Years ago, I worked the city council beat for a local newspaper. Some of those nights can be pretty boring. There are the reporters lounging around on the back row, pencils poised for a worthy development or sparkling quote.
Having been there, I always appreciate a lively city council story where “the people” speak up. Here’s such a report from the Fort Dodge Messenger News in Iowa. It was sent to us by OOIDA member Les Yaw of Mason City, IA.
Some people were at the council meeting to address erroneous speeding tickets generated by the mobile traffic camera system in Fort Dodge. Messenger reporter Bill Shea made a quick pounce on a story.
Those tickets, he writes, suggest that “there are some lead-footed drivers behind the wheels of school buses and other large vehicles traveling through the city.”
But something appears to be rotten in Fort Dodge and Shea quickly clarifies: “That’s simply not true, said a handful of drivers who took their case to the City Council Monday night.”
Shea reports these drivers – including a truck driver and a couple of bus drivers – claimed that they were not speeding when the traffic camera snapped photos of their vehicles. They also made the point that that “it would be impossible to get their large machines moving as quickly as the traffic camera evidence suggests.”
According to Shea’s story, the police chief said, after hearing the complaints, that the camera system was constantly checked and calibrated to the same standards used for all of the Iowa law enforcement cams.
Nevertheless, the trucker told the council he got three tickets after his truck was clocked going 50 to 55 mph in a 25 mph zone. He told them it was impossible for his big truck to hit 50 mph or more in the block and a half.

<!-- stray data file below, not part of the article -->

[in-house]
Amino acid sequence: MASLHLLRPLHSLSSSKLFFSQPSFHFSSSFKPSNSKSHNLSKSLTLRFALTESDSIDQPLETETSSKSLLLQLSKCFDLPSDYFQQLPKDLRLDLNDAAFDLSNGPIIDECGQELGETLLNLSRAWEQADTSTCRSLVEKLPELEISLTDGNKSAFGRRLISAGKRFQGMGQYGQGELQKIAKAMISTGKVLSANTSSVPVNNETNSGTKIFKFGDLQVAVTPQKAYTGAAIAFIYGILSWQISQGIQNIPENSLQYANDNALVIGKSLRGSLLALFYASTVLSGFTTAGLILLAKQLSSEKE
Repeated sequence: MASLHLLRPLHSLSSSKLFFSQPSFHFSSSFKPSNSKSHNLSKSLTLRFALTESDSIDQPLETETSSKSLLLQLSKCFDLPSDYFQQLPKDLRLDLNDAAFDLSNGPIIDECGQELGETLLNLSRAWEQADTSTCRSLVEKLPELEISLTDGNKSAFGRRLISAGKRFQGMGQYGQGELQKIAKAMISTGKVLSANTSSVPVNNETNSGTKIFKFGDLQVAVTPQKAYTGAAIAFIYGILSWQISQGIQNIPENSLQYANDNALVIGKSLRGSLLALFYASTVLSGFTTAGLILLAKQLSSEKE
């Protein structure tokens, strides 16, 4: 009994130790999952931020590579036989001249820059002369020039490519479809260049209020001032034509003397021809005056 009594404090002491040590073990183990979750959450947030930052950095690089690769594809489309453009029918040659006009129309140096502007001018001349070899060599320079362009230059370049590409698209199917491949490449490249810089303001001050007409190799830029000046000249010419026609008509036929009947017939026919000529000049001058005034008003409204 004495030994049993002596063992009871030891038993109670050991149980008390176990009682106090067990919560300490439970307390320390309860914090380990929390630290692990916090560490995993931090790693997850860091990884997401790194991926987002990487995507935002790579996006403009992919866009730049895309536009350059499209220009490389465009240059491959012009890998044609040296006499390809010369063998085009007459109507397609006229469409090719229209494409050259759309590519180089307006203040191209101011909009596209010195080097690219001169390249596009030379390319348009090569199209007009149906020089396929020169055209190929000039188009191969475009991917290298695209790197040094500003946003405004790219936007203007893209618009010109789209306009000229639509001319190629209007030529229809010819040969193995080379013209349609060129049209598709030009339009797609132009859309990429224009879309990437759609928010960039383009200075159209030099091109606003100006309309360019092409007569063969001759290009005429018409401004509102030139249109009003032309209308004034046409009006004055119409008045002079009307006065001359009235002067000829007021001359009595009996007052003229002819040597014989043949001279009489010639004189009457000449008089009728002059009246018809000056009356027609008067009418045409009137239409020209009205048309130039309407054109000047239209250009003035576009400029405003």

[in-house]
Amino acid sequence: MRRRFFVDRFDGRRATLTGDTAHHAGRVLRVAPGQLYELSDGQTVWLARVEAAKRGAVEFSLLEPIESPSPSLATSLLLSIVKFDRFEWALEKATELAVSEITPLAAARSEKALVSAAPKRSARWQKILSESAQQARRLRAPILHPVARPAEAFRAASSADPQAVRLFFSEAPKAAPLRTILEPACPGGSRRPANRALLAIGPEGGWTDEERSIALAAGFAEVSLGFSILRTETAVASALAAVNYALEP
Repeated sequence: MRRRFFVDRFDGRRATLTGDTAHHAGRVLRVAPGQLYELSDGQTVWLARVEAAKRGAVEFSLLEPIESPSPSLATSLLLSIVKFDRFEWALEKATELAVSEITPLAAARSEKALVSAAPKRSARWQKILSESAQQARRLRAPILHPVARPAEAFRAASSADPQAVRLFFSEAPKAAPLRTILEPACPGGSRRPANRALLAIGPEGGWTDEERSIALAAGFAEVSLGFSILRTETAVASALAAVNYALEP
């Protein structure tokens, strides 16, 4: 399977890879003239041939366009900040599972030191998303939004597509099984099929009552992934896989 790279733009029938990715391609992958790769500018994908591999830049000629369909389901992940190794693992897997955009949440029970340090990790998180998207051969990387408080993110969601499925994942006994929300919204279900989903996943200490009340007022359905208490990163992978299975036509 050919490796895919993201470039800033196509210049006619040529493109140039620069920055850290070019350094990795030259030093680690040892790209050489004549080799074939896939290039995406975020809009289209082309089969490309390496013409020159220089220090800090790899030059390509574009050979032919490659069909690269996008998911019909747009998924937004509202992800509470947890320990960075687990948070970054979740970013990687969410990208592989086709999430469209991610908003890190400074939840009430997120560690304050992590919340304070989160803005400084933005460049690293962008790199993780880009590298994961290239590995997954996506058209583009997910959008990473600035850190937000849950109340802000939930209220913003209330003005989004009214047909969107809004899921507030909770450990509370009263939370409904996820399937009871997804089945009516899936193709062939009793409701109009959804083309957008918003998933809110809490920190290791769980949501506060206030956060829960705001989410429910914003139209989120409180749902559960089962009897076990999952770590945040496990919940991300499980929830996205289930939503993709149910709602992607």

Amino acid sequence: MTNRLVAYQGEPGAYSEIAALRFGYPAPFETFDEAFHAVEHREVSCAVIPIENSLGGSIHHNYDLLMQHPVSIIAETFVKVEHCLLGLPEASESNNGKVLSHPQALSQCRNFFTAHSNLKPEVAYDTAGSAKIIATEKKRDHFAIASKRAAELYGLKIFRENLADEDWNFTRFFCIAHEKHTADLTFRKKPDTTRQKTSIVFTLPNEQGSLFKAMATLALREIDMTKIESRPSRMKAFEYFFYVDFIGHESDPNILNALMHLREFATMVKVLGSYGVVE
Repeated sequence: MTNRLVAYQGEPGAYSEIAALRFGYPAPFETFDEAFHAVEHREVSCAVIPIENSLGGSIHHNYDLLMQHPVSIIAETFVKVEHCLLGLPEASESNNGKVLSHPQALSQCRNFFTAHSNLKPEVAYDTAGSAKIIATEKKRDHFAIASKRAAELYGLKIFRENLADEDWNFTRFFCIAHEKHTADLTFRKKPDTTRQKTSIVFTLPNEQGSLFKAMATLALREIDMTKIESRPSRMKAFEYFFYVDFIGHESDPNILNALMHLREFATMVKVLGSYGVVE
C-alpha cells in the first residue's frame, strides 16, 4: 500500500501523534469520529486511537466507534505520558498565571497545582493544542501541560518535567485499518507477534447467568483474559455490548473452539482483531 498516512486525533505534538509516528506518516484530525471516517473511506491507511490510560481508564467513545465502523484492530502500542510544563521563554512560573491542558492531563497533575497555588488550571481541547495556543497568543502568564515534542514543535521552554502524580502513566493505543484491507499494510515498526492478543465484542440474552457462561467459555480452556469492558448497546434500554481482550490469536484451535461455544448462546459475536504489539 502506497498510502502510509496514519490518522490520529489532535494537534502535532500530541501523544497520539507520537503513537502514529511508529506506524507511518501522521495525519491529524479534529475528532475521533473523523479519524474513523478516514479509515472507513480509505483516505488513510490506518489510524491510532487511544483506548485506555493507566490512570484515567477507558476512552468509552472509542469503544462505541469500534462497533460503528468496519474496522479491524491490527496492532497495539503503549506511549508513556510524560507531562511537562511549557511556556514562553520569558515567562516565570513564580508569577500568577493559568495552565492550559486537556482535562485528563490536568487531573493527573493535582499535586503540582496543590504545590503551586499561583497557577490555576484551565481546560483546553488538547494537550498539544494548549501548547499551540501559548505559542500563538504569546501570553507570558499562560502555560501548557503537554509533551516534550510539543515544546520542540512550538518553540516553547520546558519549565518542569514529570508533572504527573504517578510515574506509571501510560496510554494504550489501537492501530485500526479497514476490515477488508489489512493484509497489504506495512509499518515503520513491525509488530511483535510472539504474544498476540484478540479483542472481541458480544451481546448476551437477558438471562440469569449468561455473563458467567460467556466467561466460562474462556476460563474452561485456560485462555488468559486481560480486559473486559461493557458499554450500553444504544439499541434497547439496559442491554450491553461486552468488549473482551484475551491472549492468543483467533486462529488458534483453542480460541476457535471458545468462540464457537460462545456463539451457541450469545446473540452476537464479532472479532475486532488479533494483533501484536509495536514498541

One driver for Dodger Area Rapid Transit was at the meeting, too. His bus was ticketed twice in one day. Another bus driver from the school district said he got three tickets in one day and was “going to lose his job.”
As far as paying the tickets, I’m not clear if the trucker and the bus drivers have paid the tickets, if they are pending or what. The trucker said he didn’t think he should be held accountable.
The chief and the council reacted sensibly. They’d heard of this happening in other towns although they couldn’t recall where. They decided if the traffic cam isn’t working, they will stop using it until the questions about the tickets involving large vehicles are totally checked out.
It’s always good to hear a positive story where people take the time to go to a city council meeting and stand up for themselves in the face of some ridiculous charges. In a world of surveillance, constant tickets, citations, warnings and fines, it’s heartening.